Toronto native Andy Milne draws inspiration from various forms of music, politics, philosophy, comedy, and science fiction. Some of his musical influences include Thelonious Monk, Art Tatum, Herbie Nichols, Bela Bartok, Joni Mitchell and Stevie Wonder. Considered one of the most important and respected voices in jazz today, Milne is the recipient of numerous awards and commissions, including the prestigious Civitella Fellowship in 2011. In 2012 he was commissioned by The Japan Foundation and New Music USA to create Strings and Serpents; a multi-disciplinary project featuring artists from Japan, France, Canada and the US. He recently composed and produced the film score for seven documentary films directed by William Shatner. In 2013, Milne was selected to compose an orchestral work for The American Composers Orchestra as part of their JCOI New Music Readings. His highly recognizable group Dapp Theory will release their new CD in 2014, produced by multiple Grammy winner, Jimmy Haslip.
In 2007 Milne released two unique piano recordings. Dreams and False Alarms [SongLines] features deeply considered re-workings of long-remembered pop/rock/folk/reggae classics, reaffirming and expanding Milne’s creative process as a jazz improviser, while Scenarios [Obliqsound], an intimate duo with harmonica virtuoso Grégoire Maret, presents him in a more textural, almost cinematic series of encounters – complementary expressions of a questing musical personality.
In 2008, Milne formed Crystal Magnets, a duo piano collaboration with long-time friend, French pianist Benoît Delbecq. Their debut CD Where is Pannonica? [Songlines — 2009] uses the sonic landscape of the 5.0 surround sound format for inspiration. Composed for the medium and recorded in harmony with their environment, Milne and Delbecq exploited the unique potential for placing specific compositional elements in distinct regions of the mix. The New York Times lauded the recording as a “strangely beautiful new album” from two “resourcefully contemporary pianists, both drawn to quixotic interrogations of harmony and timbre.”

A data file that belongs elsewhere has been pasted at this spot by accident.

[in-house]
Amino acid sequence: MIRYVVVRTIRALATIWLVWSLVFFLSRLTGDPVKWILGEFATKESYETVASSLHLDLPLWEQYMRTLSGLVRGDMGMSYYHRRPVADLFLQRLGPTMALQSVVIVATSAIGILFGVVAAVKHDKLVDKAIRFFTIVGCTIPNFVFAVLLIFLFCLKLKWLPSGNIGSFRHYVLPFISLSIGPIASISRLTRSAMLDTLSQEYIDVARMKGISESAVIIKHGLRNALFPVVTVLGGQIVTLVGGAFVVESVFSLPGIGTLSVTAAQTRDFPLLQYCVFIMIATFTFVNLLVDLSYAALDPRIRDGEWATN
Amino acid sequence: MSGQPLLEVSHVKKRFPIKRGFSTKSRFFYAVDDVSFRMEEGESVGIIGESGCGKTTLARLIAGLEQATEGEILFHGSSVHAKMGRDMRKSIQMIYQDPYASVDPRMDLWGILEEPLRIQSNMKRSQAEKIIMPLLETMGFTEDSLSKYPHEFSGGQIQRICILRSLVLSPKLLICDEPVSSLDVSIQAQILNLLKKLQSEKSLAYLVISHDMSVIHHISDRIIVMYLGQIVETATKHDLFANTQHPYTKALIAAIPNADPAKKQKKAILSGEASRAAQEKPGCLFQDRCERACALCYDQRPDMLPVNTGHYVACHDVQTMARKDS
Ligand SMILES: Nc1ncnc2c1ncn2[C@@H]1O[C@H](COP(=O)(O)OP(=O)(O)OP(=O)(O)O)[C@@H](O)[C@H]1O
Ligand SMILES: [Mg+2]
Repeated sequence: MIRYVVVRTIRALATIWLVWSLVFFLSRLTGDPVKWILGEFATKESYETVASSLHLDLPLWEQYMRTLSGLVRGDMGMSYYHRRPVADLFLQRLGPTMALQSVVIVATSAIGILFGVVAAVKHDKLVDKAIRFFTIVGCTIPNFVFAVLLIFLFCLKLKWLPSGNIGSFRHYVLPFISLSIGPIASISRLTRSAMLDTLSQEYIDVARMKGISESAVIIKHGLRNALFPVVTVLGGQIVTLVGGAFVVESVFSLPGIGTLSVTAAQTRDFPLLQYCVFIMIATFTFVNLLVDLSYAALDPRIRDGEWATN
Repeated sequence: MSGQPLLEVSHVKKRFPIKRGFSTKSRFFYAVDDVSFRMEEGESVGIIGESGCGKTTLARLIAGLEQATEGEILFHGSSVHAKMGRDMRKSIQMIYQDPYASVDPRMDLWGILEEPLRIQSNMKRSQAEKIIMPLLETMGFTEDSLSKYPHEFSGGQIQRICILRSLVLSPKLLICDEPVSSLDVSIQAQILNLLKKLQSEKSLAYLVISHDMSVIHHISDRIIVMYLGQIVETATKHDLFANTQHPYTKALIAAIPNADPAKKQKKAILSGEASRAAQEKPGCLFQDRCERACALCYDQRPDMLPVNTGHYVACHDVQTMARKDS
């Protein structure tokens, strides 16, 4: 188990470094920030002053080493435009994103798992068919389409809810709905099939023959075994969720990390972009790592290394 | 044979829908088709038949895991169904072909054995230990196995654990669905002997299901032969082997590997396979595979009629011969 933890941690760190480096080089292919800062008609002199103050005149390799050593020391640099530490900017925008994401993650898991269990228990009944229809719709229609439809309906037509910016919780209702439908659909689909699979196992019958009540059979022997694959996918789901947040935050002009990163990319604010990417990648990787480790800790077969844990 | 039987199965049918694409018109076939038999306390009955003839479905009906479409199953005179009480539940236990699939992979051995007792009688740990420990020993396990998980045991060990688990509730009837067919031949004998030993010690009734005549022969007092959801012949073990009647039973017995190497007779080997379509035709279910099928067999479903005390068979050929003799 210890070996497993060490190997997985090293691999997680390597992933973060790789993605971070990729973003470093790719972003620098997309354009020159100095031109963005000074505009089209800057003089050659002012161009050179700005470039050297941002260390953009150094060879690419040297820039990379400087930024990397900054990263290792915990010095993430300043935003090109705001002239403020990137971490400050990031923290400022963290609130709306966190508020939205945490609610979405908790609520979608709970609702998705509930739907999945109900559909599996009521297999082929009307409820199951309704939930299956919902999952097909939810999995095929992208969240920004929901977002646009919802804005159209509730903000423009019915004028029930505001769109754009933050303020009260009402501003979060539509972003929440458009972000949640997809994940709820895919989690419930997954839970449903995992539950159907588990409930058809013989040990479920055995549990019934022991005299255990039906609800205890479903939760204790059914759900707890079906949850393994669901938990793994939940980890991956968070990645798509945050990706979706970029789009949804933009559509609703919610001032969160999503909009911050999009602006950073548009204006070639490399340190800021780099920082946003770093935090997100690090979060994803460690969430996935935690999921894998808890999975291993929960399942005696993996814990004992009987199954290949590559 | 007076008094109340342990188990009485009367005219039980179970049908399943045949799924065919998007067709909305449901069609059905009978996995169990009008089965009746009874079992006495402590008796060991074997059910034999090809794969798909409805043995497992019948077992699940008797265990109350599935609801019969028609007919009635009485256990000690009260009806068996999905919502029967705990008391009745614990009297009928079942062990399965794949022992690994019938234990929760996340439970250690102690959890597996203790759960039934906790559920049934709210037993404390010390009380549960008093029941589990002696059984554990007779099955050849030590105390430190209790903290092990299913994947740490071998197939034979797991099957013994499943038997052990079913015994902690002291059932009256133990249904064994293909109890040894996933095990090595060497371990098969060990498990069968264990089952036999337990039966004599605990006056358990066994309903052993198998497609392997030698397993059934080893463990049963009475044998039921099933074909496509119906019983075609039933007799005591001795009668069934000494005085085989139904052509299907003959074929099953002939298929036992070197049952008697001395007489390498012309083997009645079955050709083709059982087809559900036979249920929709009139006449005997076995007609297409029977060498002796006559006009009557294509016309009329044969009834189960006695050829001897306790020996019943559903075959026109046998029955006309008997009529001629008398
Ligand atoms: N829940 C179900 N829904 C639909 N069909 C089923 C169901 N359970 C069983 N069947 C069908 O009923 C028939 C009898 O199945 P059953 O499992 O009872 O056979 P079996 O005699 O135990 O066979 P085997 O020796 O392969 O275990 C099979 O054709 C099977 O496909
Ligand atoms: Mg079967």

Milne collaborated with tap dancer/choreographer Heather Cornell to create Finding Synesthesia, which premiered at the London Jazz Festival in November 2007. Together they combine a wide and unexpected range of sounds and influences, to integrally weave the texture and sound of tap into the instrumental ensemble.
In addition to his multiple projects, Milne tours and records with trumpeter Ralph Alessi, is the assistant director of The School for Improvisational Music, and is an adjunct professor at New York University and The New School University.
In 1990, after completing an Honors degree in music at York University (where he studied with Oscar Peterson, Pat LaBarbara, and Don Thompson), Milne received a Canada Council grant to study at The Banff Centre. At Banff, he met saxophonist Steve Coleman, who encouraged Milne to move to New York. In 1991, after a year in Montreal picking up valuable sideman experience with Joe Lovano, Archie Shepp, and Ranee Lee, Milne moved to New York and joined Coleman’s core unit Five Elements. M-BASE associates Cassandra Wilson and Greg Osby also recognized his talent and invited Milne to perform with their groups. The long association with Coleman offered Milne the unique opportunity to develop a completely unprecedented harmonic and rhythmic approach to the piano. The experience of responding to and complementing Coleman’s unique style night after night played a major role in the development of Milne’s individual approach. After six years gaining international recognition with Coleman’s various projects, Milne stepped out on his own to conquer his own musical frontiers.
In 1995, Milne independently booked his band on two extensive grass roots North American tours. Following the first tour, he recorded the self-produced cassette release The ‘E’ is Silent [Contrology — 1995], featuring Gene Lake, Matthew Garrison, and Audrey Martells. In 1997, Milne recorded his debut CD, Forward to Get Back, [d’Note Records — 1997], which featured performances by Steve Coleman alumni, as well as two duo performances with Coleman himself.
Milne formed Dapp Theory in 1998 to “tell passionate stories, promote peace and inspire collective responsibility towards uplifting the human spiritual condition”. The music seeks to explore the truths that exist in universal wisdom, while creatively expressing life’s journeys. In 2001 Milne explored these truths in an ambitious songwriting collaboration with Canadian folk-rock icon Bruce Cockburn which were featured on Dapp Theory’s 2003 Concord Records release Y’all Just Don’t Know.
Andy Milne has established himself as a distinctive voice at the heart of New York’s creative jazz scene, performing throughout the world in numerous settings, including collaborations with a range of artists including Ravi Coltrane, Carlos Ward, Carla Cook, Sekou Sundiata, Avery Brooks, Geri Allen, Dianne Reeves, Robin Eubanks, Red Mitchell, and Sonny Greenwich. His innovative rhythmic approach combined with his extensive harmonic lexicon place him at the forefront of young pianists poised to carry on the lineage of creative masters like Herbie Hancock and McCoy Tyner.